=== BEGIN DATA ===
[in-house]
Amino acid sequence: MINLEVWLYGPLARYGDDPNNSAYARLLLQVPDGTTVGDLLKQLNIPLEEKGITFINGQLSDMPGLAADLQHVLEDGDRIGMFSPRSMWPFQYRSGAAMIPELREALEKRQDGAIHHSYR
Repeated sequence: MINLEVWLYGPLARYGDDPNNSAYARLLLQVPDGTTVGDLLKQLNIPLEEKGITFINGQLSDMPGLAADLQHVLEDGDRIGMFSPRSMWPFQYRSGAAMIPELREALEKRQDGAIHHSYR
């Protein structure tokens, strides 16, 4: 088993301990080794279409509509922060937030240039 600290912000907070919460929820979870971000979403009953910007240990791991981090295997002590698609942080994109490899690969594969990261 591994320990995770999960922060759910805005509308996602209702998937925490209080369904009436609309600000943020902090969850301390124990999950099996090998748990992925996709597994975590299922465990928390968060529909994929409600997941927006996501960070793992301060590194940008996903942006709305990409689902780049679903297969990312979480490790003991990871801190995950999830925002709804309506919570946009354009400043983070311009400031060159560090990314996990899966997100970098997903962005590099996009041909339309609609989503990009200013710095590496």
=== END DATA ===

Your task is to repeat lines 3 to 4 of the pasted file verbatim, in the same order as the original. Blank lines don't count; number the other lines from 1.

Repeated sequence: MINLEVWLYGPLARYGDDPNNSAYARLLLQVPDGTTVGDLLKQLNIPLEEKGITFINGQLSDMPGLAADLQHVLEDGDRIGMFSPRSMWPFQYRSGAAMIPELREALEKRQDGAIHHSYR
């Protein structure tokens, strides 16, 4: 088993301990080794279409509509922060937030240039 600290912000907070919460929820979870971000979403009953910007240990791991981090295997002590698609942080994109490899690969594969990261 591994320990995770999960922060759910805005509308996602209702998937925490209080369904009436609309600000943020902090969850301390124990999950099996090998748990992925996709597994975590299922465990928390968060529909994929409600997941927006996501960070793992301060590194940008996903942006709305990409689902780049679903297969990312979480490790003991990871801190995950999830925002709804309506919570946009354009400043983070311009400031060159560090990314996990899966997100970098997903962005590099996009041909339309609609989503990009200013710095590496």